Why should we cherish “objectivity”, as if ideas were innocent, as if they don’t serve one interest or another? Surely, we want to be objective if that means telling the truth as we see it, not concealing information that may be embarrassing to our point of view. But we don’t want to be objective if it means pretending that ideas don’t play a part in the social struggles of our time, that we don’t take sides in those struggles. Indeed, it is impossible to be neutral. In a world already moving in certain directions, where wealth and power are already distributed in certain ways, neutrality means accepting the way things are now. It is a world of clashing interests – war against peace, nationalism against internationalism, equality against greed, and democracy against elitism – and it seems to me both impossible and undesirable to be neutral in those conflicts.
I see this as the central issue of our time: how to find a substitute for war in human ingenuity, imagination, courage, sacrifice, patience...War is not inevitable, however persistent it is, however long a history it has in human affairs. It does not come out of some instinctive human need. It is manufactured by political leaders, who then must make a tremendous effort--by enticement, by propaganda, by coercion--to mobilize a normally reluctant population to go to war.
Civil disobedience is not our problem. Our problem is civil obedience. Our problem is that people all over the world have obeyed the dictates of leaders…and millions have been killed because of this obedience…Our problem is that people are obedient allover the world in the face of poverty and starvation and stupidity, and war, and cruelty. Our problem is that people are obedient while the jails are full of petty thieves… (and) the grand thieves are running the country. That’s our problem.
History can come in handy. If you were born yesterday, with no knowledge of the past, you might easily accept whatever the government tells you. But knowing a bit of history--while it would not absolutely prove the government was lying in a given instance--might make you skeptical, lead you to ask questions, make it more likely that you would find out the truth.
I will try not to overlook the cruelties that victims inflict on one another as they are jammed together in the boxcars of the system. I don’t want to romanticize them. But I do remember (in rough paraphrase) a statement I once read: “The cry of the poor is not always just, but if you don’t listen to it, you will never know what justice is.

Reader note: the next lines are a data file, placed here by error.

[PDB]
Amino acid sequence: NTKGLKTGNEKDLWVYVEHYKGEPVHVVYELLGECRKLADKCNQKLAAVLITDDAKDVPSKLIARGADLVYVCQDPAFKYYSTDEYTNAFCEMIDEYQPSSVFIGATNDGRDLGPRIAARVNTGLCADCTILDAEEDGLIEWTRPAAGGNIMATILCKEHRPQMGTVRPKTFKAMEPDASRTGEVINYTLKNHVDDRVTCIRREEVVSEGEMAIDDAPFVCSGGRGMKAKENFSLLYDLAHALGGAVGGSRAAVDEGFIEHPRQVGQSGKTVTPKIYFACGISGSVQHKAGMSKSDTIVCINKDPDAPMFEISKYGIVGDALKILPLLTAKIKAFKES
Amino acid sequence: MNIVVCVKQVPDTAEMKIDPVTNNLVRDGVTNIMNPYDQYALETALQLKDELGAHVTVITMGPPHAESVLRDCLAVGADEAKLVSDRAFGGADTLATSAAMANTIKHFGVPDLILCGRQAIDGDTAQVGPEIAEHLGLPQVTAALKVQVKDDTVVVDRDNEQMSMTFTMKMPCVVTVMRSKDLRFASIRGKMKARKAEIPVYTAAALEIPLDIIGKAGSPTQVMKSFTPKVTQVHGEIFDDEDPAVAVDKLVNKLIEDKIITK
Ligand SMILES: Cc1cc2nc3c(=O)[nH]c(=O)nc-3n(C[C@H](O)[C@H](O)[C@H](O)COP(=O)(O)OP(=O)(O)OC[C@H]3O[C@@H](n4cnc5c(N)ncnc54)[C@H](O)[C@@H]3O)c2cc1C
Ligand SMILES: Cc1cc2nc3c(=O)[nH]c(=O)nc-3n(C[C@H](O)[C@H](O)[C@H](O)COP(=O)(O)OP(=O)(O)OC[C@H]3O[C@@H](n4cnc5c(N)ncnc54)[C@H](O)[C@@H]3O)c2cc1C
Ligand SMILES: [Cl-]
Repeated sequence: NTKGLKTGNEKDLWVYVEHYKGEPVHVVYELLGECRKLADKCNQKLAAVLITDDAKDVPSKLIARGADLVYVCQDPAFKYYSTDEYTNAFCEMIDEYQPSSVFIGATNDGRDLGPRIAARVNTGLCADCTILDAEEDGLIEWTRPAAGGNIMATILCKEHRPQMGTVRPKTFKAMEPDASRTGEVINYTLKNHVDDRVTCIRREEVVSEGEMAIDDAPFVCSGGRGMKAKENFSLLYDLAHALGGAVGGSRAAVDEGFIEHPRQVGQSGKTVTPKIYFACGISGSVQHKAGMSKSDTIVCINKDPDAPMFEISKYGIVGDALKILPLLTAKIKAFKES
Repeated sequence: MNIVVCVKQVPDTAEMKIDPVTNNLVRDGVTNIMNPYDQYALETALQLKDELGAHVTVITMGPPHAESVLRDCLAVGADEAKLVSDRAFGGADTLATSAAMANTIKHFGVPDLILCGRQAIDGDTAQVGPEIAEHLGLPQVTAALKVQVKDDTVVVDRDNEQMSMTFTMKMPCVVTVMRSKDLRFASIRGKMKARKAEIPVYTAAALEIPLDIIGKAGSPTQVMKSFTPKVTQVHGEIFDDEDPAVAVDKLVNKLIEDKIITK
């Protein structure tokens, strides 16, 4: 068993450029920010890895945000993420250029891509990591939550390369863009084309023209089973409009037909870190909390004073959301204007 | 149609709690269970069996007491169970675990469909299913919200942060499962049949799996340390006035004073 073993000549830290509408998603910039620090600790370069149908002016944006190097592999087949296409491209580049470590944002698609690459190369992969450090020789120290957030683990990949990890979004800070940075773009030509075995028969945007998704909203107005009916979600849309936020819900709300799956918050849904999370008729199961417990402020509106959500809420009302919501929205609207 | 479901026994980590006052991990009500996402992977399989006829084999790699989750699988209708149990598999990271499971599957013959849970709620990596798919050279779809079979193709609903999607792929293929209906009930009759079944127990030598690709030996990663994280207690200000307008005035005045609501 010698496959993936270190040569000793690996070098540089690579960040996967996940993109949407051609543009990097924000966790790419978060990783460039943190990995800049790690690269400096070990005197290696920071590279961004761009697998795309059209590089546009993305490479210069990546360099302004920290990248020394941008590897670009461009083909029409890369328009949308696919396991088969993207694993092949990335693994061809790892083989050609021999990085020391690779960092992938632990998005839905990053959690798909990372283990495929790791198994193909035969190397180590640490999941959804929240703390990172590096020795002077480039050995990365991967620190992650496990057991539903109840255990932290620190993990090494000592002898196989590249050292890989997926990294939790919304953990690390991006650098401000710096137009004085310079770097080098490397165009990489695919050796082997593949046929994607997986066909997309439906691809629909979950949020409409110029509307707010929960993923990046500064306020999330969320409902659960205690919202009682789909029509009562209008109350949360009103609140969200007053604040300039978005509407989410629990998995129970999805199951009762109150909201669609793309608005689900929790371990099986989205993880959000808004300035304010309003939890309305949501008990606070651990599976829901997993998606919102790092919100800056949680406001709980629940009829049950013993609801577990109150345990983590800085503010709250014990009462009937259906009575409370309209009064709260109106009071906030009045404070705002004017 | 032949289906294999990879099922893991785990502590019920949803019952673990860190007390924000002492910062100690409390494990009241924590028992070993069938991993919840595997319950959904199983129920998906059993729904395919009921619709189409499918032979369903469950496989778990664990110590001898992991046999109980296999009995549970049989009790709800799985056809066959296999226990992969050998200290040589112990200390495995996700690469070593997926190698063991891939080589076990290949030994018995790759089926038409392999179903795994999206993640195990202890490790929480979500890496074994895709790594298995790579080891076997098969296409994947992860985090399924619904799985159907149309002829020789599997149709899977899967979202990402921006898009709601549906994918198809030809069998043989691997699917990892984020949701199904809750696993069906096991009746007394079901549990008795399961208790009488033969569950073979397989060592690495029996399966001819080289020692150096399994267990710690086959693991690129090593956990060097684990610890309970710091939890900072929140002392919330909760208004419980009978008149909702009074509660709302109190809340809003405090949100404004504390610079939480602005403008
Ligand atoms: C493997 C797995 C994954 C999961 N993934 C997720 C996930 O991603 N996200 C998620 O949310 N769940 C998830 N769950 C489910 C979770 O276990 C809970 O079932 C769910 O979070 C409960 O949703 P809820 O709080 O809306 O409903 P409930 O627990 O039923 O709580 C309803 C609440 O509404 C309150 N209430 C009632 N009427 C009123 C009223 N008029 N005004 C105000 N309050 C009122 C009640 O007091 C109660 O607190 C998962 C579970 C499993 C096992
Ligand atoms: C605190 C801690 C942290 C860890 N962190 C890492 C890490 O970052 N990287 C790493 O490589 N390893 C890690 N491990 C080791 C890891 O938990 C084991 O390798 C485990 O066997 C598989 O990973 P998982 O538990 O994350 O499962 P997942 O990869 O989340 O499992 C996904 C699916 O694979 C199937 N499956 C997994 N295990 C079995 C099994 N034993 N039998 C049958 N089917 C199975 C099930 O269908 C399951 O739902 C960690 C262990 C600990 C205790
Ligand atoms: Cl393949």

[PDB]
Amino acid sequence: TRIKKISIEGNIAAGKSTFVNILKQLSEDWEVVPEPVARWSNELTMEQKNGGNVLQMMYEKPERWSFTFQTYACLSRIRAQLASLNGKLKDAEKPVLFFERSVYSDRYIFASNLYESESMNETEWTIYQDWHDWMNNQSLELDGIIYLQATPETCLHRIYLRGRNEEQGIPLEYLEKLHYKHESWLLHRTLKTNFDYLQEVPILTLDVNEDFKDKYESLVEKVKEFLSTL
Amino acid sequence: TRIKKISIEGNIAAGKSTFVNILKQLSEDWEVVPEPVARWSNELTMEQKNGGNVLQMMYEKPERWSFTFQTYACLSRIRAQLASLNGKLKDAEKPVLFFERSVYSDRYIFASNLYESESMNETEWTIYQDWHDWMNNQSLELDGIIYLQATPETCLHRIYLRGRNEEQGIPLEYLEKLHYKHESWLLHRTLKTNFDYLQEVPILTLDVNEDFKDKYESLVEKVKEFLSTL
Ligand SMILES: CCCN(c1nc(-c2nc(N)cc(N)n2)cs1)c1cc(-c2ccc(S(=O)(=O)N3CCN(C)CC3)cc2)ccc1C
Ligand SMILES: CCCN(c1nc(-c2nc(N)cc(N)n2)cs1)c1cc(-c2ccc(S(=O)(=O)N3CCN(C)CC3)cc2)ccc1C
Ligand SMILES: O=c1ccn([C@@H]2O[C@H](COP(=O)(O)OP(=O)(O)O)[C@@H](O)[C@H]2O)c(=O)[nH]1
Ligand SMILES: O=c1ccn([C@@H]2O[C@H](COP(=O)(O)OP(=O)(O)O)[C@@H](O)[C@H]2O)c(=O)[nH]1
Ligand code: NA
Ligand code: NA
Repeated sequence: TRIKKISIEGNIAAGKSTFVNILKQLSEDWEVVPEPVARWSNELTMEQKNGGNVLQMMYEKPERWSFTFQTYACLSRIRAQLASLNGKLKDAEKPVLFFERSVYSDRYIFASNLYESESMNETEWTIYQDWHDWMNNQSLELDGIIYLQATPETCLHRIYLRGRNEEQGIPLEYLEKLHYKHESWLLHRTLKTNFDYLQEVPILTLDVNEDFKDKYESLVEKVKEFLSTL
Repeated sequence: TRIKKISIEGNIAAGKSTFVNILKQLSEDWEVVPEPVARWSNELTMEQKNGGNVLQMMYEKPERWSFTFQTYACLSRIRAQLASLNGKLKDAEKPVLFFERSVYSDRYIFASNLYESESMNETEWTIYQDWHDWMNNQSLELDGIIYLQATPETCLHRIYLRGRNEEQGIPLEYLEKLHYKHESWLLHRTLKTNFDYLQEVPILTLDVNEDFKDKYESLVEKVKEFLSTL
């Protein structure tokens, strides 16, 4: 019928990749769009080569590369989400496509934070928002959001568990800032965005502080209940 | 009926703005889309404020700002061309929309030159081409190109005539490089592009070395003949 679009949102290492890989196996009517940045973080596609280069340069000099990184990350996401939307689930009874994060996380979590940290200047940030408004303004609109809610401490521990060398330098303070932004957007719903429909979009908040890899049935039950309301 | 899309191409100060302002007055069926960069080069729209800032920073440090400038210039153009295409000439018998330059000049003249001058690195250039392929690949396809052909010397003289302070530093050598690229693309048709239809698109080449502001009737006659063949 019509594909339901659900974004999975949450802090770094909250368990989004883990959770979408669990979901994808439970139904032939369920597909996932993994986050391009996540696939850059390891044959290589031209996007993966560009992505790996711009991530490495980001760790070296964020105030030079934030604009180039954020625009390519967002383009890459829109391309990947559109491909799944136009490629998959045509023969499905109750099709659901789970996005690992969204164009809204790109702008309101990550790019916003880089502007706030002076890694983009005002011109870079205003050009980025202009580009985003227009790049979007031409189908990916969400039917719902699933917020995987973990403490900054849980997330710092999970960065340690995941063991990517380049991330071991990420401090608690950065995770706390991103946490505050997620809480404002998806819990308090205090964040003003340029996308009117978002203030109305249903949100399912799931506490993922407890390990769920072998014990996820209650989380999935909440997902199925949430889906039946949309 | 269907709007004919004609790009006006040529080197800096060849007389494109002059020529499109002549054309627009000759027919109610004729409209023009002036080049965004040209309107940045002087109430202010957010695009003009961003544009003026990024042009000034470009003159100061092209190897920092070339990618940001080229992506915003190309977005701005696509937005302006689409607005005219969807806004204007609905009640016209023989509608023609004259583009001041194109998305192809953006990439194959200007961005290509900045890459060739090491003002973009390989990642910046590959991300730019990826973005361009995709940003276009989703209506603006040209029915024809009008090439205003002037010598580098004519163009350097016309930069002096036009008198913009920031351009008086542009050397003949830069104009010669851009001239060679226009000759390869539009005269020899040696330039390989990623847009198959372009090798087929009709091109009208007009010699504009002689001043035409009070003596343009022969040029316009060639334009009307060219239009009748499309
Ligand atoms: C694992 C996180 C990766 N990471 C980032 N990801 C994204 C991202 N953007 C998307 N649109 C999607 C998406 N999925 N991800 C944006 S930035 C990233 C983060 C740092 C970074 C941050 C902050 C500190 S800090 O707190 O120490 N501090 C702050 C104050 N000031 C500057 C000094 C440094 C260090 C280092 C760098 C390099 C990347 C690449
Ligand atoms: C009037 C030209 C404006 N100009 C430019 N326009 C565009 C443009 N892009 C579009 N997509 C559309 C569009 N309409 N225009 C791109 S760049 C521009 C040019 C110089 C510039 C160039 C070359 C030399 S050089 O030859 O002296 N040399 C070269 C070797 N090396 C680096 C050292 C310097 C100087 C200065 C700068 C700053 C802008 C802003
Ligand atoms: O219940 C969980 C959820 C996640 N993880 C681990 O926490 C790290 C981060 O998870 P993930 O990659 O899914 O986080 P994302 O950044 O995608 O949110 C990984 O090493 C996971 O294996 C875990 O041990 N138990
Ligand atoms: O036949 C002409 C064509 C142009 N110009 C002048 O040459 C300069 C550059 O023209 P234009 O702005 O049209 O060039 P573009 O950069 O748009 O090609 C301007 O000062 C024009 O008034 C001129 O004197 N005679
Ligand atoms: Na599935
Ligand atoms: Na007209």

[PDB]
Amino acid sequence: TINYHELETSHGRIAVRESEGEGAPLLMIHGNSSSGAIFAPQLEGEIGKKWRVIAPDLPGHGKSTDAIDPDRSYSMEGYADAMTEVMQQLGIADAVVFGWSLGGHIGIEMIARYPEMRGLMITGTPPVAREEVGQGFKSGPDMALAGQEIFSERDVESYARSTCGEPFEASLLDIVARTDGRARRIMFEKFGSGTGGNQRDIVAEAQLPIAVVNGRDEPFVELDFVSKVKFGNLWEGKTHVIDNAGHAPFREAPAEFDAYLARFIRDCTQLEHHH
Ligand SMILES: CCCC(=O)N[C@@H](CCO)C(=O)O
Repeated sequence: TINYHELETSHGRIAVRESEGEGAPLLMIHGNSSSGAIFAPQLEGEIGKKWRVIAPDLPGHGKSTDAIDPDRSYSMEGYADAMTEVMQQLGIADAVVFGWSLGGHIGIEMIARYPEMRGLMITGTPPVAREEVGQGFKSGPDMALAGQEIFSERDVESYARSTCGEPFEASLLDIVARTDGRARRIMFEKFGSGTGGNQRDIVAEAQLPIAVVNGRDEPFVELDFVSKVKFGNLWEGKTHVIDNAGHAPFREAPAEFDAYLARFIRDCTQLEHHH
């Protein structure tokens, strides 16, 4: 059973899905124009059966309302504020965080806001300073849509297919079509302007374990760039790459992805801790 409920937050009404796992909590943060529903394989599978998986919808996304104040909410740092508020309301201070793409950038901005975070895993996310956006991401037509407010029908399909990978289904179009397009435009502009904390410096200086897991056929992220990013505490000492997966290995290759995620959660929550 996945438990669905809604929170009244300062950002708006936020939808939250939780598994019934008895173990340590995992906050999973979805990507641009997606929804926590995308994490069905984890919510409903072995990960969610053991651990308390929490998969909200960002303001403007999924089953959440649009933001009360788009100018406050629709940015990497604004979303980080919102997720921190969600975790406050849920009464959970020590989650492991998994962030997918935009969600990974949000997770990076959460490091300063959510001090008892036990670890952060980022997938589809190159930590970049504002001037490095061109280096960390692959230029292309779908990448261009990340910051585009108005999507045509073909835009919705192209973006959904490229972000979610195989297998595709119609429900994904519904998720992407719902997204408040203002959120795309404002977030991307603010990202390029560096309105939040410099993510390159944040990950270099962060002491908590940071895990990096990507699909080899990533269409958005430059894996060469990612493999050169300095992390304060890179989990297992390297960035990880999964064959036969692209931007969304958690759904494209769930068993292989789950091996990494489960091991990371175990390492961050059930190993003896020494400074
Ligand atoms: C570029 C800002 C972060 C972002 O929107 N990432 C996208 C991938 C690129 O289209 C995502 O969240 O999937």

The Constitution. . . illustrates the complexity of the American system: that it serves the interests of a wealthy elite, but also does enough for small property owners, for middle-income mechanics and farmers, to build a broad base of support. The slightly prosperous people who make up this base of support are buffers against the blacks, the Indians, the very poor whites. They enable the elite to keep control with a minimum of coercion, a maximum of law--all made palatable by the fanfare of patriotism and unity.
Today everybody is talking about the fact that we live in one world; because of globalization, we are all part of the same planet. They talk that way, but do they mean it? We should remind them that the words of the Declaration [of Independence] apply not only to people in this country, but also to people all over the world. People everywhere have the same right to life, liberty, and the pursuit of happiness. When the government becomes destructive of that, then it is patriotic to dissent and to criticize - to do what we always praise and call heroic when we look upon the dissenters and critics in totalitarian countries who dare to speak out.
The willingness to undertake such action cannot be based on certainties, but on those possibilities glimpsed in a reading of history different from the customary painful recounting of human cruelties. In such a reading we can find not only war but resistance to war, not only injustice but rebellion against injustice, not only selfishness but self-sacrifice, not only silence in the fact of tyranny but defiance, not only callousness but compassion. Human beings show a broad spectrum of qualities, but it is the worst of these that are usually emphasized, and the result, too often, is to dishearten us, diminish our spirit. And yet, historically, that spirit refuses to surrender.